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Wednesday, January 28, 2009

Java's Got it All Wrong

When I first started working on computers I was sold that Windows was the only way to go. However as time went on I found that there was a lot that I was missing out on. One of those things was Unix. I've learned a lot about in the time since I was a hard-core Windows user. The one thing in Unix that has really stuck with me is the elegance of its design. In particular the approach of favouring processes over threads. It has huge implications that you never really understand until you run into a system that does things the other way around.

Recently I've been spending a lot of time thinking about web applications, and I keep coming back to the thought that the current design of application servers in Java are flawed. Typically application servers are designed to run as a single process with many threads servicing requests. While this approach has been proven to work, I'm not convinced its the right approach. The real problem as I see it is that there is no process isolation, and it's a real problem when working with many applications deployed to the same server. To illustrate my point, lets look at an analog: operating systems and processes.

One of the things operating systems do very well is manage processes. Each process gets its own little sandbox to play in so that it can keep track of everything the process is doing: what files it has open, how much memory it has allocated, etc. Additionally, the information available to the operating system is also made available to the users of the system so they can monitor each process and terminate any that aren't working correctly. By allowing the user to access the process information the operating system essentially saying "I'm a stupid machine and I only know how to handle obvious problems". An intelligent user can determine if one process is using too much memory or CPU and kill it so that all the other processes can keep on working away.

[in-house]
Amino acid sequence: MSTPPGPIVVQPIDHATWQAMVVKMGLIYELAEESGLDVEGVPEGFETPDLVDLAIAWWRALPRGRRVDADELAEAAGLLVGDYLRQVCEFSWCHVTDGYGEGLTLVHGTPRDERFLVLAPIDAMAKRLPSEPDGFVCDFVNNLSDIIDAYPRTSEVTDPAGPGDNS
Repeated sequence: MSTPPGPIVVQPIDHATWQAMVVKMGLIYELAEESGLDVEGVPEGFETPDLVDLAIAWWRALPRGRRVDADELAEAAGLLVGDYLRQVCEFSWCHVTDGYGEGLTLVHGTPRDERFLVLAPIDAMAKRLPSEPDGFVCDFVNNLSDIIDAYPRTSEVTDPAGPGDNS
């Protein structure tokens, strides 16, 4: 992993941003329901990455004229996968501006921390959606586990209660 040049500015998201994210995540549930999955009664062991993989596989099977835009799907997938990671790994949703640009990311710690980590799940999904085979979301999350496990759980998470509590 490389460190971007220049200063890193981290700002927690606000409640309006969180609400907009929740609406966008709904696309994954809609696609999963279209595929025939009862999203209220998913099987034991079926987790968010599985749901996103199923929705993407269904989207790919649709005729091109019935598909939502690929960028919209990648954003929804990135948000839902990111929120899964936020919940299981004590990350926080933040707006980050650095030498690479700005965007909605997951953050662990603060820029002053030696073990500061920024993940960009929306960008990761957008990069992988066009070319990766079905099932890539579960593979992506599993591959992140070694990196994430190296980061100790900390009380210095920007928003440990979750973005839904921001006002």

Java application servers on the other hand only presents a single opaque process. There's no way of telling which application is consuming all of the CPU cycles, sucking up all of the memory available to the VM, etc. And if one of the applications crashes it takes down the entire server with it. All of the applications within a server run under the same process and as such aren't really isolated from each other in any meaningful way -- there's no process isolation.

A better approach might be to follow the lead of the operating system. Each application runs as a separate process or tree of processes tracked independently by the operating system. The web server runs isolated from the applications that it's serving. The operating system already provides great tools for managing processes, so why not use them? This is by no means a new concept. If the application process speaks HTTP, then the web server can setup a reverse proxy to map the application into its URL address space. Alternatively, the application could just as easily speak FastCGI, a protocol that allows applications to respond to requests from a web server - similar to CGI, but without the overhead of starting up a process to service each request.

Unfortunately, I don't see anything changing anytime soon.

Saturday, January 17, 2009

The Logitech Wave

Well, I've had my Logitech Wave keyboard for a while now and I suppose I owe you a review. So without any further ado, here we go.

I haven't spent too much time with the Wave since I bought it, but the time I have spent with it has been pretty good. The keys have really good feedback and aside from the weirdo layout for the "6-pack" I haven't had too much trouble adapting to it.

One of the things I really wanted in a keyboard was a scroll wheel. Unfortunately this one doesn't have that feature, but neither do any of the other ones I've seen. What it does have, which is fairly common is a zoom control. On the Mac the zoom control can be reconfigured to act as a scroll wheel. I was a little skeptical at first about how well it would work but I was pleasantly surprised.

Windows however is a completely different story. In order to treat the zoom control as a scroll wheel I had to install modifications to the drivers called uberOptions. It certainly gets the job done but not without its own problem. The software had some weird quirk where it would hold on to the mouse cursor position and restore it when you stop scrolling. It was really frustrating because I tend to like to use the mouse at the same time as scrolling, i.e. scroll on a page and click links, but this software just kept jumping the cursor back. Argh! I really don't like having to install extra software to get what seems like some trivial functionality, but if it actually worked I probably wouldn't complain. The fact that it doesn't work as I would expect it just frustrating.

Since my use of the zoom control is slightly esoteric, I wouldn't hesitate recommending the Logitech Wave to anyone looking for a new keyboard. But if you're looking for a keyboard with a scroll feature and are running Windows, stick with what you've got, or wait for the software to get an upgrade.